p i Scales for the Classical Guitar
i and m are a great team, and they provide the basic right hand alternation for many people. Nothing, however, is perfect and one size does not always fit all. So let’s have a look at one alternative.
I and m can sometimes make a scratchy sound when playing the basses, especially if they are new. The thumb strikes the basses at a different angle and doesn’t make the same scratchy sounds. When combined with the index finger, we get an interesting and useful combination. One that gives a very clean attack on the basses.
If you would like to use the free scale book to accompany this lesson, please feel free to Download Your Daily Scales Now
The pi combination is very clear and articulated but it can also sound a little staccato on the treble strings due to the opposing direction of the thumb and finger. One solution to this is to use a combination of p i and i m. P i for the basses, and i m for the trebles. Personally I find this combination of fingers incredibly useful. It balances the hand, it is accurate, and fast.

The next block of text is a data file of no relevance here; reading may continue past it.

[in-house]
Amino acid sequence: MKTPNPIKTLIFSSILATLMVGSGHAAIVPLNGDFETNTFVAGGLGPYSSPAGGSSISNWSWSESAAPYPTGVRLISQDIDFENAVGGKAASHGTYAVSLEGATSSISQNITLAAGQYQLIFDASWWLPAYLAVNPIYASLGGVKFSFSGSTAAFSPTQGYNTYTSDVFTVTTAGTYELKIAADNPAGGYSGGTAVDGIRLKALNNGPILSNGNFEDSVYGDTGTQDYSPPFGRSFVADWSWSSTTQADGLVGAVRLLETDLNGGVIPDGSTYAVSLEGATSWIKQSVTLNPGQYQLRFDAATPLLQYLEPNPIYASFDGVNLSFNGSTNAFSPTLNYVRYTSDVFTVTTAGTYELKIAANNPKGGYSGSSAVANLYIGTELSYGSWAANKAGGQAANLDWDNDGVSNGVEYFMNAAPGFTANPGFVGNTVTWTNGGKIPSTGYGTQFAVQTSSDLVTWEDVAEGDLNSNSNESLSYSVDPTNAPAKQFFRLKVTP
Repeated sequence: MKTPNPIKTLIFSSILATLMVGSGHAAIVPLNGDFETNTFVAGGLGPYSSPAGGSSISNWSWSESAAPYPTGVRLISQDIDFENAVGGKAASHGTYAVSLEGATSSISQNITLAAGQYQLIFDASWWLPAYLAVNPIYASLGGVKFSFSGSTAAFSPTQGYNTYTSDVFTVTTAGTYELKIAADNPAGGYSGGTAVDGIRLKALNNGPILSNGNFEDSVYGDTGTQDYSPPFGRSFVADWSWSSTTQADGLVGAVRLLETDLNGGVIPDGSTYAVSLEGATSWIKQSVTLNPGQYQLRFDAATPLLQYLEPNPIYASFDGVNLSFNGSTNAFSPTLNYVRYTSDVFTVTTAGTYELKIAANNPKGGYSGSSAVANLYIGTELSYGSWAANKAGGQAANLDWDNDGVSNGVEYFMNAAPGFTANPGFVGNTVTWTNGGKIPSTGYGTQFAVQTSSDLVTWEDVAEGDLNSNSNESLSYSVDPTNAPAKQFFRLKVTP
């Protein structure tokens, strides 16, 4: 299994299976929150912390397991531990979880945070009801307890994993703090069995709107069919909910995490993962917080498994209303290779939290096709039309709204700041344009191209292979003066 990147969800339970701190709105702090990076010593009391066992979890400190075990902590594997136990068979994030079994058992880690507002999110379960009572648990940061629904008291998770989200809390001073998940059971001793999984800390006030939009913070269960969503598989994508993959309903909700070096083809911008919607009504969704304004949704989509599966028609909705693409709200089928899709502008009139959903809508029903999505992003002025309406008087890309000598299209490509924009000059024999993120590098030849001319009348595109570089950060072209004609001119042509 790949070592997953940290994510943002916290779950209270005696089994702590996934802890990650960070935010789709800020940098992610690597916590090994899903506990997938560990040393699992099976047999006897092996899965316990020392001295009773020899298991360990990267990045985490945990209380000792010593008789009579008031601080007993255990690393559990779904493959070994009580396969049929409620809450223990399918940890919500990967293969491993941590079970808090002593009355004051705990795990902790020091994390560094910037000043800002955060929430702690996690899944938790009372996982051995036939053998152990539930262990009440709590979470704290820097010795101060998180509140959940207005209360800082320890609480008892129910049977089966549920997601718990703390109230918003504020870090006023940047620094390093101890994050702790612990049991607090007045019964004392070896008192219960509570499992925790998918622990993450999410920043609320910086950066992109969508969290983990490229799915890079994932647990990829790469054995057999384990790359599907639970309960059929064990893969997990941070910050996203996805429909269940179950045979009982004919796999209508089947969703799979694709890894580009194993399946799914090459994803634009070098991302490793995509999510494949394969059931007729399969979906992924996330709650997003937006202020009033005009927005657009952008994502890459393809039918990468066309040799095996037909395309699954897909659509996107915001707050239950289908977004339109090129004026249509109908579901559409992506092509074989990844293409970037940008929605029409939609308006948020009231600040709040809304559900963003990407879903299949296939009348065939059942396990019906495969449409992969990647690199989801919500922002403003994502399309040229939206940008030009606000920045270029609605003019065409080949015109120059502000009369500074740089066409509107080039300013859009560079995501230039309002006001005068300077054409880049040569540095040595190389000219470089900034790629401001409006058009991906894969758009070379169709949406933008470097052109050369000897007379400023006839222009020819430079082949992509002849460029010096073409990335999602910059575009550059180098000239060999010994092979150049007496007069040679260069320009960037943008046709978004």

One issue that might arise is the natural tendency of the thumb to be louder than the finger, giving the notes played with the thumb a bit of an accent. To combat this, try practicing some scales with accents on the index finger, with goal of obtaining an equal volume and sound quality for each digit and a smooth transition between i m and p i. Accenting individual digits will also help you practice any sting crossing issues that come up.
Of course, if p i isn’t your cup of tea you can try p m, or p a. It really depends on what works best for you, because in the end, we are all individuals. (If you are up for a challenge try p i m.)
If you have your own combination that you would like to share please leave a comment and let us know!